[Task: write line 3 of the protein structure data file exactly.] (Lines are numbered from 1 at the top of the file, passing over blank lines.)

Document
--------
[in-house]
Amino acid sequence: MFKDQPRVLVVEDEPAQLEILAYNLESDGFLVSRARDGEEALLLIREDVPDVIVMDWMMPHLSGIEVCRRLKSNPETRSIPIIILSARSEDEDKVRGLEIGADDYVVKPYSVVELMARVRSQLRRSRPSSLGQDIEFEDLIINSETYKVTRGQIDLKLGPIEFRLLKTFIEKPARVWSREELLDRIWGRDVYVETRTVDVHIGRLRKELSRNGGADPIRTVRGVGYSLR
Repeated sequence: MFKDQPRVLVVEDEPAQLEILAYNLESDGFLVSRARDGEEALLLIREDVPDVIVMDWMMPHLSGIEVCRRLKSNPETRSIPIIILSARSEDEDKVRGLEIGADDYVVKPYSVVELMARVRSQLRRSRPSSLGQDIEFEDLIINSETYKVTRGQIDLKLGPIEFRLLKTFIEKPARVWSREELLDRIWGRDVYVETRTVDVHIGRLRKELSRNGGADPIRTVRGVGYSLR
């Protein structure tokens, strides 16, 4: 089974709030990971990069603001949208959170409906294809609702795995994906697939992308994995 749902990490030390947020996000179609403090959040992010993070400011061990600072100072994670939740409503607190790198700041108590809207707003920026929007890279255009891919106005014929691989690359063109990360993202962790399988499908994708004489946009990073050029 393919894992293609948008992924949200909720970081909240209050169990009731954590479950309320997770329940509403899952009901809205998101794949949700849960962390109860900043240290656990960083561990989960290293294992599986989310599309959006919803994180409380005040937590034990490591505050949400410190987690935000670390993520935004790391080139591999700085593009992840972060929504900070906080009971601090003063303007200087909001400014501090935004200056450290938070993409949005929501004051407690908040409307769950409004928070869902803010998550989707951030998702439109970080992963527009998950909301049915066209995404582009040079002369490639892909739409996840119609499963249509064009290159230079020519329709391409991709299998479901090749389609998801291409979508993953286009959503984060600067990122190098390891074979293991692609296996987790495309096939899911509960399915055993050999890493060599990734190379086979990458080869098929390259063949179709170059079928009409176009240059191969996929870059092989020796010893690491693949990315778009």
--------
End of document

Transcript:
Repeated sequence: MFKDQPRVLVVEDEPAQLEILAYNLESDGFLVSRARDGEEALLLIREDVPDVIVMDWMMPHLSGIEVCRRLKSNPETRSIPIIILSARSEDEDKVRGLEIGADDYVVKPYSVVELMARVRSQLRRSRPSSLGQDIEFEDLIINSETYKVTRGQIDLKLGPIEFRLLKTFIEKPARVWSREELLDRIWGRDVYVETRTVDVHIGRLRKELSRNGGADPIRTVRGVGYSLR